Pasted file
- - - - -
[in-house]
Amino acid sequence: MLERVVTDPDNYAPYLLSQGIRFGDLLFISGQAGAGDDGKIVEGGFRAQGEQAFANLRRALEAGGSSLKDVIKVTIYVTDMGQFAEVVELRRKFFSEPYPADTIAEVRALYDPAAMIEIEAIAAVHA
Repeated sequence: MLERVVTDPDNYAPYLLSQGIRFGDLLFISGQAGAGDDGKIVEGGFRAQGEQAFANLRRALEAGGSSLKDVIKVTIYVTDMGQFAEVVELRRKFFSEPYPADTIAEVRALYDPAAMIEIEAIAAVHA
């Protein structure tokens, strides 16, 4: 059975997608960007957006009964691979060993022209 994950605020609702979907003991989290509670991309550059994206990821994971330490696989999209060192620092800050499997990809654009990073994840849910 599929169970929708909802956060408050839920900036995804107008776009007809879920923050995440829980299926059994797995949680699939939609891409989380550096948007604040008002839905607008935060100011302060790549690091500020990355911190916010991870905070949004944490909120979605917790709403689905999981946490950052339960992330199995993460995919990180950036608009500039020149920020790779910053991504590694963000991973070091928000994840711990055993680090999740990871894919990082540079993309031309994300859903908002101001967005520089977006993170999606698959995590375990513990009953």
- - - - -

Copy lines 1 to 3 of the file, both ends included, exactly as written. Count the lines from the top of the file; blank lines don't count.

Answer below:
[in-house]
Amino acid sequence: MLERVVTDPDNYAPYLLSQGIRFGDLLFISGQAGAGDDGKIVEGGFRAQGEQAFANLRRALEAGGSSLKDVIKVTIYVTDMGQFAEVVELRRKFFSEPYPADTIAEVRALYDPAAMIEIEAIAAVHA
Repeated sequence: MLERVVTDPDNYAPYLLSQGIRFGDLLFISGQAGAGDDGKIVEGGFRAQGEQAFANLRRALEAGGSSLKDVIKVTIYVTDMGQFAEVVELRRKFFSEPYPADTIAEVRALYDPAAMIEIEAIAAVHA